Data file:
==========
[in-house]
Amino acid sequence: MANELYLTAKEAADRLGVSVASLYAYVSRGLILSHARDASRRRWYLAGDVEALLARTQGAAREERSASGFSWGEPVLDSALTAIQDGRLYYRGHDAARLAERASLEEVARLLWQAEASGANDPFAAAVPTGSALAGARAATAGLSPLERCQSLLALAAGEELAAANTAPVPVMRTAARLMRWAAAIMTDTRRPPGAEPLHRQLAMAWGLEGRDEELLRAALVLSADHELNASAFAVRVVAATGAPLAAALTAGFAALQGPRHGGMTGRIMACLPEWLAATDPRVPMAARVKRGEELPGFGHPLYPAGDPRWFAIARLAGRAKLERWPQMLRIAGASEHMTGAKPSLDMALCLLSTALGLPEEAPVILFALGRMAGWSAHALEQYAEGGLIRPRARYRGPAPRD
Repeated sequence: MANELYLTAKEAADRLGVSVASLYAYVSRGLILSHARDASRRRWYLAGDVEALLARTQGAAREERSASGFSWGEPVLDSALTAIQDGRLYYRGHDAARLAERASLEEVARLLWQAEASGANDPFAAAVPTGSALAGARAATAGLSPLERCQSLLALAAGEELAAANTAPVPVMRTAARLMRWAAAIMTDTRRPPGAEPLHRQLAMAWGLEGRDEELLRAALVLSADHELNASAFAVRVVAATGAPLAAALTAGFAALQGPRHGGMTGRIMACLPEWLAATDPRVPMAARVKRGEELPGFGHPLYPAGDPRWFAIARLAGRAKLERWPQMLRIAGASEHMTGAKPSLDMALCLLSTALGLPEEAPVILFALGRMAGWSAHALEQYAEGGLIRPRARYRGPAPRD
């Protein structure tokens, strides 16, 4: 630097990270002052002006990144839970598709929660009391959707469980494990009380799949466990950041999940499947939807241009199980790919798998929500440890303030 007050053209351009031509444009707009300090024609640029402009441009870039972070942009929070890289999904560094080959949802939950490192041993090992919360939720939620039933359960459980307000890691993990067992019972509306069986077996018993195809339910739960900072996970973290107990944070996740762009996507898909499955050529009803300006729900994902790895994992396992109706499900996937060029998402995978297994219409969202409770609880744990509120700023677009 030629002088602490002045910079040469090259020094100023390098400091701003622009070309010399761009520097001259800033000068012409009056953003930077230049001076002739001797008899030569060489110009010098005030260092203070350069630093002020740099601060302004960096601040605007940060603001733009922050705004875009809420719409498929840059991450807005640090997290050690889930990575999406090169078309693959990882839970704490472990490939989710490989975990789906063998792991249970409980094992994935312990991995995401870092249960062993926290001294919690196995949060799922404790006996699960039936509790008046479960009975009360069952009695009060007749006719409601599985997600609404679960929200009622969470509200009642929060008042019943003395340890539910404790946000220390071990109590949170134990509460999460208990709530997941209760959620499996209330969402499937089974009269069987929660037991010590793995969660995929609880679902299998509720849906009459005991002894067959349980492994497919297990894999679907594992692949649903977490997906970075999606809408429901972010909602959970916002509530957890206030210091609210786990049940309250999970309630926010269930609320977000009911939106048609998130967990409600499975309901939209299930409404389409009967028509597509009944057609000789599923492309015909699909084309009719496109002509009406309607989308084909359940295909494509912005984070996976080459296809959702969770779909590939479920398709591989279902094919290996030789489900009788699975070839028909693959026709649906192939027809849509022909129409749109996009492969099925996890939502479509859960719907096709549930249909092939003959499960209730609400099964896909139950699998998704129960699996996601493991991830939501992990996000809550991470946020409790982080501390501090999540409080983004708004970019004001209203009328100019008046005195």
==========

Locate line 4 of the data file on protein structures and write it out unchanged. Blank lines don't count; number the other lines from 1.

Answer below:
């Protein structure tokens, strides 16, 4: 630097990270002052002006990144839970598709929660009391959707469980494990009380799949466990950041999940499947939807241009199980790919798998929500440890303030 007050053209351009031509444009707009300090024609640029402009441009870039972070942009929070890289999904560094080959949802939950490192041993090992919360939720939620039933359960459980307000890691993990067992019972509306069986077996018993195809339910739960900072996970973290107990944070996740762009996507898909499955050529009803300006729900994902790895994992396992109706499900996937060029998402995978297994219409969202409770609880744990509120700023677009 030629002088602490002045910079040469090259020094100023390098400091701003622009070309010399761009520097001259800033000068012409009056953003930077230049001076002739001797008899030569060489110009010098005030260092203070350069630093002020740099601060302004960096601040605007940060603001733009922050705004875009809420719409498929840059991450807005640090997290050690889930990575999406090169078309693959990882839970704490472990490939989710490989975990789906063998792991249970409980094992994935312990991995995401870092249960062993926290001294919690196995949060799922404790006996699960039936509790008046479960009975009360069952009695009060007749006719409601599985997600609404679960929200009622969470509200009642929060008042019943003395340890539910404790946000220390071990109590949170134990509460999460208990709530997941209760959620499996209330969402499937089974009269069987929660037991010590793995969660995929609880679902299998509720849906009459005991002894067959349980492994497919297990894999679907594992692949649903977490997906970075999606809408429901972010909602959970916002509530957890206030210091609210786990049940309250999970309630926010269930609320977000009911939106048609998130967990409600499975309901939209299930409404389409009967028509597509009944057609000789599923492309015909699909084309009719496109002509009406309607989308084909359940295909494509912005984070996976080459296809959702969770779909590939479920398709591989279902094919290996030789489900009788699975070839028909693959026709649906192939027809849509022909129409749109996009492969099925996890939502479509859960719907096709549930249909092939003959499960209730609400099964896909139950699998998704129960699996996601493991991830939501992990996000809550991470946020409790982080501390501090999540409080983004708004970019004001209203009328100019008046005195």